Dear Teenage Girl,
I don’t know your name or even what you look like. I don’t know if you’re tall or short, or fair or dark. I might have passed you in the road even just this morning without knowing who you were.
And you might wonder what the connection is. What have you got to do with me? Today, or any day. But you see, you’ve been on my mind a lot lately.
My son, the first baby who grew into a tall young man with his heart on his sleeve. has fallen in love with you. Today he walked through the rain to buy you something he thinks will make you smile. He thinks he’s keeping his feelings secret, but I can tell the weight of it just by looking at him, by hearing what he isn’t saying.
It’s Valentine’s Day tomorrow and his gift will make its way to you. He might hand it to you shyly in a corridor or put it, wrapped and anonymous, into the school’s temporary postage system. I don’t know. He won’t tell me, when I try to talk about it he just blushes and shrugs away my attention with a gesture that squeezes my heart.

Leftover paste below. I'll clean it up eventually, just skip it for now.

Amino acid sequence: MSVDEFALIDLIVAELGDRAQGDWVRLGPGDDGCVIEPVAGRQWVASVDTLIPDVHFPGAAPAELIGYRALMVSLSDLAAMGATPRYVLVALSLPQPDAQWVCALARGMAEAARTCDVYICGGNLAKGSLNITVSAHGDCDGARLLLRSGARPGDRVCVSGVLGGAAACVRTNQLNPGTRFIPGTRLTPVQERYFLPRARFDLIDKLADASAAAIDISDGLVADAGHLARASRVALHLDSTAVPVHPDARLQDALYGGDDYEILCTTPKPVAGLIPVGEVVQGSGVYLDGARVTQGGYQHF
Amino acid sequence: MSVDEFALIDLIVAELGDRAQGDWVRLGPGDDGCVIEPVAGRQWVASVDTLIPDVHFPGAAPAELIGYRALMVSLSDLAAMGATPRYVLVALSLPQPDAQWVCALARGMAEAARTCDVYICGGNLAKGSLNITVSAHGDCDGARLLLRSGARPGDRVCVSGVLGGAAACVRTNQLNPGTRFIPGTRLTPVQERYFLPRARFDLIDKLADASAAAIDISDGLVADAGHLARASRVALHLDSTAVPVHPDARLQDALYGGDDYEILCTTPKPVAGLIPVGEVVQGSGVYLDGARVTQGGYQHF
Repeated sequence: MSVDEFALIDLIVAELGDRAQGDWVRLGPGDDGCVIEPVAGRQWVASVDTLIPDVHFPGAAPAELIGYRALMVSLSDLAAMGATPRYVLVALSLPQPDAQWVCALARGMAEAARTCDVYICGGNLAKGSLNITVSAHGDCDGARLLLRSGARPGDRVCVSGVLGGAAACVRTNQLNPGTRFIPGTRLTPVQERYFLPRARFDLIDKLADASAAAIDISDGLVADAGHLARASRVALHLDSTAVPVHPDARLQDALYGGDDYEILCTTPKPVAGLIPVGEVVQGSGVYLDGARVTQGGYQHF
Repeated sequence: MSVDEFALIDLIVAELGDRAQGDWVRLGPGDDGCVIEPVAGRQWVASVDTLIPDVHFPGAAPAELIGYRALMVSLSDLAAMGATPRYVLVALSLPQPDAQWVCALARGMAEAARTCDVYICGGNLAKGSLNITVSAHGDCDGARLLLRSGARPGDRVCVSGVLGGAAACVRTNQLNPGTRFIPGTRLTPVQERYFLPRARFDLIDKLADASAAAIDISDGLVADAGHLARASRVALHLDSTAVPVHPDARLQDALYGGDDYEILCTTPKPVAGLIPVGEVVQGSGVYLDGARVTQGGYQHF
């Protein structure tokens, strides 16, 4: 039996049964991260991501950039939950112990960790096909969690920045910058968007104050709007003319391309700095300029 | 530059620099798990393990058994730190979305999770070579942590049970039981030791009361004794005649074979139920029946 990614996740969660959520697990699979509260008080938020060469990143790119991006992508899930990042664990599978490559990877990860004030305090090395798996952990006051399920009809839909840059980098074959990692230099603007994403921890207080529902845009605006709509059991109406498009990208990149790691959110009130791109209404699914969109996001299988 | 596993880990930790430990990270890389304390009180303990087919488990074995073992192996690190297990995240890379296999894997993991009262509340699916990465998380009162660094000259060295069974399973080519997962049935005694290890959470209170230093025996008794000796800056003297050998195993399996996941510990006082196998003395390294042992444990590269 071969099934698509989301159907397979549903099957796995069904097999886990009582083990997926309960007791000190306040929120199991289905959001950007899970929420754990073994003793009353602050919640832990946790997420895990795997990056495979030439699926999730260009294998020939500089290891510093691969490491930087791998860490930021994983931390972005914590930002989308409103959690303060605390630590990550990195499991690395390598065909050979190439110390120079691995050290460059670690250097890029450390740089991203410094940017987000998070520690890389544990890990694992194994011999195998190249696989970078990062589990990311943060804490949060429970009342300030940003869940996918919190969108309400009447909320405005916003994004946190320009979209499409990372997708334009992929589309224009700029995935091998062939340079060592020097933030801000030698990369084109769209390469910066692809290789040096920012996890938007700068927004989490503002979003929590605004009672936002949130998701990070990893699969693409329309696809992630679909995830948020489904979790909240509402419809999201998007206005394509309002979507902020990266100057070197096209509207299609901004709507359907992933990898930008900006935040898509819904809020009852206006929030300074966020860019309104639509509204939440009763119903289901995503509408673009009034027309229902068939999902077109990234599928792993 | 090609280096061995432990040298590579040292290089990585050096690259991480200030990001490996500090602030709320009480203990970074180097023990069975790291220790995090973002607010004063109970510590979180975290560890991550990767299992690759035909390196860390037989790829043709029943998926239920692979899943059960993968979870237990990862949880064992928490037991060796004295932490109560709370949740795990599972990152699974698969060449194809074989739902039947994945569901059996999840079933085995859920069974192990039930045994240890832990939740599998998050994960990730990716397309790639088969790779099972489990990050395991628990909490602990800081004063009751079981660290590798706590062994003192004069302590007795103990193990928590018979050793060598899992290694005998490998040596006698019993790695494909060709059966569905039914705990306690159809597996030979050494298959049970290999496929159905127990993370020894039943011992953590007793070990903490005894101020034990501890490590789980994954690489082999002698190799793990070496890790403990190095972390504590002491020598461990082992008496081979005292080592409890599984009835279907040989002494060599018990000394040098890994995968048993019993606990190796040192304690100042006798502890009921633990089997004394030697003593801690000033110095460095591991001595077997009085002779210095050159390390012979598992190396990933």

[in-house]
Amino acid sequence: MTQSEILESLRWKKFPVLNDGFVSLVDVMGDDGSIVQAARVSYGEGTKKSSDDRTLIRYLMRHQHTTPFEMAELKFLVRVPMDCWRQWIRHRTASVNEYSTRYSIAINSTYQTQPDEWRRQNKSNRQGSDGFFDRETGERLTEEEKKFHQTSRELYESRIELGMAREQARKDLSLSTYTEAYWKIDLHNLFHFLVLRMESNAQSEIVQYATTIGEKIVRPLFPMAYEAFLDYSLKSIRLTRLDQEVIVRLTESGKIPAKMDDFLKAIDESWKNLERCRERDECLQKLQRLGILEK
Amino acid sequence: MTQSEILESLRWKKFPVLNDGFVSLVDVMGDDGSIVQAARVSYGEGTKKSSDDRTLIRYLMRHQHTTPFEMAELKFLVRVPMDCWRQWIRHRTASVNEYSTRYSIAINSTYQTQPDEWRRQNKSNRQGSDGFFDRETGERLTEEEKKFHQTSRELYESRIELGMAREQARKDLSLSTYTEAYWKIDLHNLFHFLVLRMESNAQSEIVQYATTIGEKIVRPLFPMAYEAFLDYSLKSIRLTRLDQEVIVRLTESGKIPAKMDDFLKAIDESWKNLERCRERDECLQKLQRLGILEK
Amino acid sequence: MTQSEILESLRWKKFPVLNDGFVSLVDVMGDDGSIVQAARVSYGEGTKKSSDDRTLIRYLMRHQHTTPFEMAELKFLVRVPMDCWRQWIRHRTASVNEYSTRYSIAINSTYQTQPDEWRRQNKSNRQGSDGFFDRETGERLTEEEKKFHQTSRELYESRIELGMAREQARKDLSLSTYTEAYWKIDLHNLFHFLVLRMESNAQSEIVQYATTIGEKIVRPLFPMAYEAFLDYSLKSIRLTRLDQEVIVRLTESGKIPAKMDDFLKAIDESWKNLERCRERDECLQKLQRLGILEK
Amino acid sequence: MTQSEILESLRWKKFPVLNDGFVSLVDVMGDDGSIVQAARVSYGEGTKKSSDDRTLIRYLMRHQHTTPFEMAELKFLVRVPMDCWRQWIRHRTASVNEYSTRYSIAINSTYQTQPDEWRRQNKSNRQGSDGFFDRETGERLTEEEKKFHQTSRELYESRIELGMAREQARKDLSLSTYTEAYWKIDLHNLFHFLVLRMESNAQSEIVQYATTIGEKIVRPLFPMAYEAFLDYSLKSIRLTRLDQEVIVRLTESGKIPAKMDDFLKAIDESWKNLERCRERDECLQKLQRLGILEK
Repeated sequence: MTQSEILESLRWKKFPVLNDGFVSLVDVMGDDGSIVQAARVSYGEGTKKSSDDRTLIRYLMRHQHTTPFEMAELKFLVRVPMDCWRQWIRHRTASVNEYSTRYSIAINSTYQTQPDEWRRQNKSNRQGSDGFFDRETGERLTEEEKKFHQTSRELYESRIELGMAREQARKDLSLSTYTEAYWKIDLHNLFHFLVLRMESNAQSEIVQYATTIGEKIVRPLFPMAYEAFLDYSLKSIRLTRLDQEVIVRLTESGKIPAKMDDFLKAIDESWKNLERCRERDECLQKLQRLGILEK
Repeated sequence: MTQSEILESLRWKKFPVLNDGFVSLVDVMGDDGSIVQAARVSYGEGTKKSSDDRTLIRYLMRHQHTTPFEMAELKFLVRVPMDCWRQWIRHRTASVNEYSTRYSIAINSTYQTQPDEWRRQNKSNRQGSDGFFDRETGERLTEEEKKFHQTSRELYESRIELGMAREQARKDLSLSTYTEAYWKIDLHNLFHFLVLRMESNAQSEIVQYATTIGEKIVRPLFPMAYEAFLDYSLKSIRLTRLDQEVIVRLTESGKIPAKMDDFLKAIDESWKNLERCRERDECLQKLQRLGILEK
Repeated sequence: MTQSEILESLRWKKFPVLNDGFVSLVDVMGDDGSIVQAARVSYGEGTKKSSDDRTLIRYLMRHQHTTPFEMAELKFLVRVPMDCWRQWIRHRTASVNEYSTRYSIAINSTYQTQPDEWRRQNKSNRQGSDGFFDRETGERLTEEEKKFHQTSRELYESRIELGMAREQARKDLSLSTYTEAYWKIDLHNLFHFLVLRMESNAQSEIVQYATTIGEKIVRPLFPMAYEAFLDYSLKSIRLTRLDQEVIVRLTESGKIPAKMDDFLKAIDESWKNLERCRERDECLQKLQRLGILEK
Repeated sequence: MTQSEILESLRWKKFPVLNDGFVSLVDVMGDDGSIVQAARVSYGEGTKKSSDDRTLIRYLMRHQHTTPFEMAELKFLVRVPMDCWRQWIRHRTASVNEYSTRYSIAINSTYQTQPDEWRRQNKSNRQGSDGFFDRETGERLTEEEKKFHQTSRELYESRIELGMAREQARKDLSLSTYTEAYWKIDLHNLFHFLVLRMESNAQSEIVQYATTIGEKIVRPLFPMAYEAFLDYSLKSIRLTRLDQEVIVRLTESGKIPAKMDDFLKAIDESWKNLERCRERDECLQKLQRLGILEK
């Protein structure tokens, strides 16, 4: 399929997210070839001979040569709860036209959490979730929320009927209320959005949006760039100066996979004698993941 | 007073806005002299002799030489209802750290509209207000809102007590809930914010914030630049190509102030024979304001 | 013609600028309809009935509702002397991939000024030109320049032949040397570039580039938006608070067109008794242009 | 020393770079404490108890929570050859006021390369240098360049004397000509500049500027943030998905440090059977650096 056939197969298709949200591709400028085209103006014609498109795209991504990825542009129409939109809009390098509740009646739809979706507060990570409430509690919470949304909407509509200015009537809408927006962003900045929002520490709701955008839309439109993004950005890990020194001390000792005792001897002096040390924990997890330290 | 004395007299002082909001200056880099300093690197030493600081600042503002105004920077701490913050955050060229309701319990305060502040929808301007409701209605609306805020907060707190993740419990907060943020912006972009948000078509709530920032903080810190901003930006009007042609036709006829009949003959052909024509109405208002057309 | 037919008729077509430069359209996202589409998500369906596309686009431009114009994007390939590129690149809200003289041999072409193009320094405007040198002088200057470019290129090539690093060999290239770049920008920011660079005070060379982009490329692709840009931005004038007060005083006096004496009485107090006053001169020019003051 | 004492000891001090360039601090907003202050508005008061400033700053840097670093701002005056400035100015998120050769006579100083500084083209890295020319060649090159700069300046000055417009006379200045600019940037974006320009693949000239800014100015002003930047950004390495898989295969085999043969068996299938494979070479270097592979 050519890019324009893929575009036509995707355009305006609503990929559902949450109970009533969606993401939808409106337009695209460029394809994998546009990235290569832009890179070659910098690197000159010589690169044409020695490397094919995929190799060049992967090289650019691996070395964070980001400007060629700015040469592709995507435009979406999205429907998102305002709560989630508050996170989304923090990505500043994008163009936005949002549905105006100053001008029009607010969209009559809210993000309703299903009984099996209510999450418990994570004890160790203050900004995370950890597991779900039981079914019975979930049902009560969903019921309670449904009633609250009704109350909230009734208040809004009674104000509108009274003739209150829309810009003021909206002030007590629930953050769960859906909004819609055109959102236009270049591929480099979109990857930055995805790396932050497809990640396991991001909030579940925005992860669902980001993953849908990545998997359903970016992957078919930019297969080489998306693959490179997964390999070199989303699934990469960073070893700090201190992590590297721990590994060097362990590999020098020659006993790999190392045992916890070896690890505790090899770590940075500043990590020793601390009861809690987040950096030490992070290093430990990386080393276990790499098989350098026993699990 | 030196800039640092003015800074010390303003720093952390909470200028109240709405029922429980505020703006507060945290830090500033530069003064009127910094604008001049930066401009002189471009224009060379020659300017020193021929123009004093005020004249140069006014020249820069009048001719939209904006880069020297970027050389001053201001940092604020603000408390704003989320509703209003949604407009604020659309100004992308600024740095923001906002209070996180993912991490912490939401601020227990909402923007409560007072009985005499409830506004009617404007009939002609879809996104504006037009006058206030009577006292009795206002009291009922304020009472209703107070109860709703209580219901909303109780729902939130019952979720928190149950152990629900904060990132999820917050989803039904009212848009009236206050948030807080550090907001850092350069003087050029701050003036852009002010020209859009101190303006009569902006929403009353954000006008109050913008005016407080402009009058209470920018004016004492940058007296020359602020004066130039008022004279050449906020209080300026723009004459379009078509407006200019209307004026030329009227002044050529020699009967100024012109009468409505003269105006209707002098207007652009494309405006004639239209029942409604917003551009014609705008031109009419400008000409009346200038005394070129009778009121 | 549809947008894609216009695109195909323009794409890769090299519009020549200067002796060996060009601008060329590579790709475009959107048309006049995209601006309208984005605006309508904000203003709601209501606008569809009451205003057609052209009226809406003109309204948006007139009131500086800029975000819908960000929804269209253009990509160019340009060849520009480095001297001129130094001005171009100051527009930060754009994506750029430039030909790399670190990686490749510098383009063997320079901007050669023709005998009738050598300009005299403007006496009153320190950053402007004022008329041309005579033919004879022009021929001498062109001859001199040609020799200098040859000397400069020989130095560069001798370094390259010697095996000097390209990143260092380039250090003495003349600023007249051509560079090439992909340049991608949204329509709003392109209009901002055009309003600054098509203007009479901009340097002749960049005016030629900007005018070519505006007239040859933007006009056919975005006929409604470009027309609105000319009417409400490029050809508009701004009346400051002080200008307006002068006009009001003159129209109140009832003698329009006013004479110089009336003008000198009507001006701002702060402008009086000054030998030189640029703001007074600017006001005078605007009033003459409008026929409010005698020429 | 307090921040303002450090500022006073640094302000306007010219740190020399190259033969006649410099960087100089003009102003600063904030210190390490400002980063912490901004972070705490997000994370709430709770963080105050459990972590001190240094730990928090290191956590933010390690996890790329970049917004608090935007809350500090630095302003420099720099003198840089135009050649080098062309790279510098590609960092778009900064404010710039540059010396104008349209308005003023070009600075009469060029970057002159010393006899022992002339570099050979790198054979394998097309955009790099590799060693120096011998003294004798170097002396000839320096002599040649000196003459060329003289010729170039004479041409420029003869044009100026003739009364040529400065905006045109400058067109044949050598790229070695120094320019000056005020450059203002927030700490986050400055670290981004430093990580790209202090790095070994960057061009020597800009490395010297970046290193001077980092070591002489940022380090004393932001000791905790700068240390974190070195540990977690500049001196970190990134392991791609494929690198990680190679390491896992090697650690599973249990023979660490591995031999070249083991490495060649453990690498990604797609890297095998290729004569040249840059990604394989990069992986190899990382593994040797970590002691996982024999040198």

I’d love to warn him, to tell him that teenage girls can be brutal, that school is harsh, but that everyone only acts that way because they’re all as soft and vulnerable as him. Only he hasn’t grown the swagger of self-defence like his peers.
He won’t talk to me. Understandable. Do you remember? How can your mother possible understand? Mortification creeps up from the toes at the very thought of it. Of talking about it. With her.
So, instead, I’m appealing to you Teenage Girl. If my son opens his heart for you, be kind, be gentle. Please tread softly.
He might not be the cool guy you’re looking for, the sports dude or even the kind of boy who runs with the pack. You might not want him, and that’s OK, but please don’t hurt him. Don’t break his heart so badly that he’ll be scared to try again – and again – until he does find someone who loves him back.
Teenage Girl, you hold my son’s heart in your hand, if you don’t want it, put it down softly.
The mother of a Teenage Boy.
I wrote this a couple of years ago, and I’m sure there are teenagers (and their mothers) who might recognise the feeling.